Saturday, June 6, 2015

A far from wonderful set of growth numbers

The economy may have grown faster last quarter than business economists were expecting, but that tells you more about their forecasting ability than the economy's strength. Despite what Joe Hockey says, the numbers weren't all that wonderful.

According to the national accounts released by Bureau of Statistics this week, real gross domestic product grew by 0.9 per cent in the March quarter and by 2.3 per cent over the year to March.

This, of course, is well below the economy's "trend" (long-term average) rate of growth of 3 per cent a year, the rate needed just to hold unemployment steady in an economy with a growing number of people wanting to work.

But that's just the first reason the figures aren't as good as they initially appear. Another - one economists perpetually forget to remind us about - is that we have a population growing at the rapid rate of about 1.5 per cent a year, thanks to high immigration.

So we need quite a bit of growth just to stop average income per person falling. Turns out real GDP per person grew by just 0.8 per cent over the year to March.

Another thing to remember is that the growth in real GDP - the quantity of goods and services produced in Australia - is just one way, the most common way, of measuring economic activity.

It's usually assumed that the growth in the nation's production is the same as the growth in its income. But, first, the assumption breaks down if there's a significant change in Australia's terms of trade - in the prices we're getting for our exports relative to those we're paying for our imports.

That's because changes in our terms of trade affect the international purchasing power of the nation's income. When our terms of trade improve, the goods and services we produce are worth more when we buy goods and services overseas; when our terms of trade deteriorate, the stuff we produce is worth less when we're paying for imports.

With the prices we received for our mineral and energy exports rising greatly in the years before their peak in 2011, our "real gross domestic income" grew a lot faster than our production, real GDP.

Now, however, with coal and iron ore prices falling sharply, our real gross domestic income is growing much more slowly than our production, even falling. In the March quarter, real GDP grew by 0.9 per cent, while real GDI grew by only 0.2 per cent.

Over the year to March, real GDP grew by 2.3 per cent, but real GDI fell by 0.2 per cent. This matters because the real value of our income has an indirect effect on future real GDP, which is what drives growth in employment.

But a second assumption implicit in our almost exclusive focus on real GDP is that all the goods and services produced in Oz belong to Australians. They don't. In particular, maybe as much as 80 per cent of the value of the minerals and energy we produce and export is essentially the property of the foreign owners of our mining companies.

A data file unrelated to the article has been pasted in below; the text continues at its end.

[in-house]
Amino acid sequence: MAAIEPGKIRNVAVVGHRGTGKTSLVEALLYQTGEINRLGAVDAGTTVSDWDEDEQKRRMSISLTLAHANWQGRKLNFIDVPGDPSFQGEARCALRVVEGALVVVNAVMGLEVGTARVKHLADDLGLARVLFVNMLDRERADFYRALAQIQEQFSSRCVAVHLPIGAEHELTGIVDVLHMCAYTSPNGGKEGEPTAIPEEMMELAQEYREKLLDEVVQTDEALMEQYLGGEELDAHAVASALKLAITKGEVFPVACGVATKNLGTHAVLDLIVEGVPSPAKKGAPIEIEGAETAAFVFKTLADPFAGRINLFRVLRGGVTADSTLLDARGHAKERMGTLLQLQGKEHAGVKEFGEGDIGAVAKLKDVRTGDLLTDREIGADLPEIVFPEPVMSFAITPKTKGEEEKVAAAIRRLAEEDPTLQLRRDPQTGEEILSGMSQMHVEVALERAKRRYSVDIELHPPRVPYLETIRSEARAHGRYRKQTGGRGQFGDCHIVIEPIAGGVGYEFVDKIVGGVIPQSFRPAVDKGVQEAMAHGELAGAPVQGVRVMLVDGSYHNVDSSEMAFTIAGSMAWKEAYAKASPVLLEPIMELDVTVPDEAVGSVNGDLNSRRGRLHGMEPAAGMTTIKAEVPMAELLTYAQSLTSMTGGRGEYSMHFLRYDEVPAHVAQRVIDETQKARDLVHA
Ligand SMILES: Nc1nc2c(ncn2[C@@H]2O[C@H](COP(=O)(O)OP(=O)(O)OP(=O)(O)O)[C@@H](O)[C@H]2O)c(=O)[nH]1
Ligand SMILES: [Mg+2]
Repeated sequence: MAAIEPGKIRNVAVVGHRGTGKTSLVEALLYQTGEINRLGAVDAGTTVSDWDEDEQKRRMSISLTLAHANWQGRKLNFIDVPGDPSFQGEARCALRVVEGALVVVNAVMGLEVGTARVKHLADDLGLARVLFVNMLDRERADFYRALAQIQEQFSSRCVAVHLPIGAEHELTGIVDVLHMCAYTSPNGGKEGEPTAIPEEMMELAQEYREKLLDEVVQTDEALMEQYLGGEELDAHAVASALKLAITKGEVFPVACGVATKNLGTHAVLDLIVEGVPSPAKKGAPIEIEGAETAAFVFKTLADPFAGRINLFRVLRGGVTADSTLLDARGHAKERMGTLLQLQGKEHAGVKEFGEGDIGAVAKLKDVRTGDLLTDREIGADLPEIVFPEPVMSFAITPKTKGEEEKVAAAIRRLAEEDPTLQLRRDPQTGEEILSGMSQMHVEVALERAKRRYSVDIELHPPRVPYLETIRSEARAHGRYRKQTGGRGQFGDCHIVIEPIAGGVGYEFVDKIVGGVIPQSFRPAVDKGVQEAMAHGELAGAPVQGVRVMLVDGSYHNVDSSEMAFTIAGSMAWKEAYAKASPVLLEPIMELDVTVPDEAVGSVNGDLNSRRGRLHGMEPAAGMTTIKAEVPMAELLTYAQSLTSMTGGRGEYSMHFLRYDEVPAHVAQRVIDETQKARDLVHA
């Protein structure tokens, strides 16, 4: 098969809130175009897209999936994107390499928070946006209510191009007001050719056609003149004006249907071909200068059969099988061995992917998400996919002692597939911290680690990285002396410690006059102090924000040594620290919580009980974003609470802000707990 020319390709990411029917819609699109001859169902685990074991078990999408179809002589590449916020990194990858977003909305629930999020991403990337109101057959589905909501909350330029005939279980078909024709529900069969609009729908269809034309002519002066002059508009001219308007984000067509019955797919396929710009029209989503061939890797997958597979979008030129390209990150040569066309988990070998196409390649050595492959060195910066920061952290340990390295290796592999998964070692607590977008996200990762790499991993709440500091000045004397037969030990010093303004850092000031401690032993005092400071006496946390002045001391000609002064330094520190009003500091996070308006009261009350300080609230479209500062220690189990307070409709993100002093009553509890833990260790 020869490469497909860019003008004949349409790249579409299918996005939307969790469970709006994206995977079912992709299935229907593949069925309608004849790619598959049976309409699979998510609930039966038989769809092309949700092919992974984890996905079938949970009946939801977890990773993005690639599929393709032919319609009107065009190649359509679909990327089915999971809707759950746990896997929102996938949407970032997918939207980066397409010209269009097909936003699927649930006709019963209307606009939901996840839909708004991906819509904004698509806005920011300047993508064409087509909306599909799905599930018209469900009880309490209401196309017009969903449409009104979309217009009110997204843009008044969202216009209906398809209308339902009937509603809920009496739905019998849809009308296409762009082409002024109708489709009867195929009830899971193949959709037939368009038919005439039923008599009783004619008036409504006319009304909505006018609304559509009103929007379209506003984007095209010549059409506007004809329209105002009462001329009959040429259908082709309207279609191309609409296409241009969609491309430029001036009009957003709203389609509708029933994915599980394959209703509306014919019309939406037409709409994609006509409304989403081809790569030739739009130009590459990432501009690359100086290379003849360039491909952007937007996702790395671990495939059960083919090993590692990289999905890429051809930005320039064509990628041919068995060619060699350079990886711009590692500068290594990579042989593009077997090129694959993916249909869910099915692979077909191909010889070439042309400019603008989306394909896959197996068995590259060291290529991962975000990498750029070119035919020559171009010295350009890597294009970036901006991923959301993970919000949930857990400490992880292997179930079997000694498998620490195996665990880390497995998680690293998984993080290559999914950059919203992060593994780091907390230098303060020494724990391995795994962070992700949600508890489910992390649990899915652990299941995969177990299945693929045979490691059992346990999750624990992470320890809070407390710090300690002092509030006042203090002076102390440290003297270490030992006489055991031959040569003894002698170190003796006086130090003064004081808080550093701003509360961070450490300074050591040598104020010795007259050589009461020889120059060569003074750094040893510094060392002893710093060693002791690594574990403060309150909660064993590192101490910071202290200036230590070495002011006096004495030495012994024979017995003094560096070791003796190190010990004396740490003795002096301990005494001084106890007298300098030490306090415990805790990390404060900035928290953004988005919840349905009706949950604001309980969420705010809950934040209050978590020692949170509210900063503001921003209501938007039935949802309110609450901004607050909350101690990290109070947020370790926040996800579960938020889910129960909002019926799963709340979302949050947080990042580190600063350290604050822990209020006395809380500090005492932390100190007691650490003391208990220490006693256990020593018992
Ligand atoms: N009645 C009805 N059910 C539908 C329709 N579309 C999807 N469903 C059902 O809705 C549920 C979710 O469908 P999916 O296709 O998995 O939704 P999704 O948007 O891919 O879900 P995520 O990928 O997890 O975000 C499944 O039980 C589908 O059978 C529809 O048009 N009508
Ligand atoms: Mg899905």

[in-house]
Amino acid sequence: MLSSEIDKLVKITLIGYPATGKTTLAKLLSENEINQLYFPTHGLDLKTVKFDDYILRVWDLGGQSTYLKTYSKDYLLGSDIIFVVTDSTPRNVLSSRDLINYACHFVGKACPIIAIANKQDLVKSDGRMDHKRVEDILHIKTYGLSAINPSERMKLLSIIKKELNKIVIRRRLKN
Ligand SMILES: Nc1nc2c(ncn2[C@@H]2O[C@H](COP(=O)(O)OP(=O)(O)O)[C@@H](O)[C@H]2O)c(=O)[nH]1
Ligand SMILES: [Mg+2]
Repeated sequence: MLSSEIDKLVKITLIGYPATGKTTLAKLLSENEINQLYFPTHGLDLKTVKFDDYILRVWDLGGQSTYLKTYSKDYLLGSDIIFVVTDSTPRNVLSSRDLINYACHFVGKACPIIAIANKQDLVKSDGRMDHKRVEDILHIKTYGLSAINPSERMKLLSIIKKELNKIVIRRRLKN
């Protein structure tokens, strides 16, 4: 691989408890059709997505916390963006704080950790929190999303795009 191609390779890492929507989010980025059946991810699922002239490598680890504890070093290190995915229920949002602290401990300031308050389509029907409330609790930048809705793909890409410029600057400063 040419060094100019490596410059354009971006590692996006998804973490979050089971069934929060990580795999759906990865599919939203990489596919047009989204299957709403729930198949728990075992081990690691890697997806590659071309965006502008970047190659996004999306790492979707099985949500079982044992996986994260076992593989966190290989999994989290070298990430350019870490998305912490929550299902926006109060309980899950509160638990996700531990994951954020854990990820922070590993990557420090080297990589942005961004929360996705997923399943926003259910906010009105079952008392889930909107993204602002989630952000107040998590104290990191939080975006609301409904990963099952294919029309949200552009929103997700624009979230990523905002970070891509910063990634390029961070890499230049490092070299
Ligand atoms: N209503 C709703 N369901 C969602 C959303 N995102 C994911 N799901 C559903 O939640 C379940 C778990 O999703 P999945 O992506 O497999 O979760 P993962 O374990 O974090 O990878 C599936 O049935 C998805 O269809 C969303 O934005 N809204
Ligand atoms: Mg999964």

The Bureau of Stats highlights gross domestic product in conformity with international convention. But the fact is we'd be better off using gross national product, which measures how much of GDP actually stays with us rather than going to foreigners in interest and dividend payments.

And, because the deterioration in our terms of trade arises mainly because of the fall in prices of mineral exports, real GDI overstates the fall in our income. Real gross national income grew by 0.4 per cent in the quarter, and by 0.6 per cent over the year to March.

But, turning back to real GDP and its components, another reason the figures aren't as good as they appear is their heavy reliance on growth in exports. The volume (quantity) of our exports grew by 5 per cent in the quarter and by 8.1 per cent over the year to March.

This means exports contributed 1.7 percentage points to our overall growth of 2.3 per cent for the year. That's almost three-quarters of it.

Normally, this wouldn't be a worry. But when you remember that most of the export growth came from mining, and that mining is highly capital-intensive, you see there is a worry. It means that real GDP growth of 2.3 per cent isn't contributing as much to employment growth as we usually assume.

The figures show that the Reserve Bank's efforts to stimulate growth in the "non-mining" economy are having mixed success. They're working well with investment in new housing, which grew by 4.7 per cent in the quarter and 9.2 per cent over the year.

But they're getting nowhere with encouraging non-mining business investment to offset the sharp fall in mining investment. Overall, business investment fell by 2.7 per cent in the quarter and by 5.4 per cent over the year.

And get this: fiscal policy (including the budgets of the state governments) is hindering, not helping. Public investment in infrastructure fell by 2.4 per cent, its fifth successive quarterly decline, to be down by 9.1 per cent over the year, which subtracted 0.4 percentage points from overall growth over the year.

Consumer spending grew by an improved, but still below-trend, 2.6 per cent over the year, despite weak growth in wages and employment, and a rising tax bite from household disposable income.

What's keeping consumption reasonably strong is a falling rate of household saving. It fell from 8.8 per cent of household disposable income to 8.3 per cent in the quarter, down from 9.6 per cent a year ago.

It's normal and rational for households to adjust their saving to smooth their consumption spending as the economy moves through the ups and downs of the business cycle.

Even so, it's yet another respect in which the numbers weren't all that wonderful.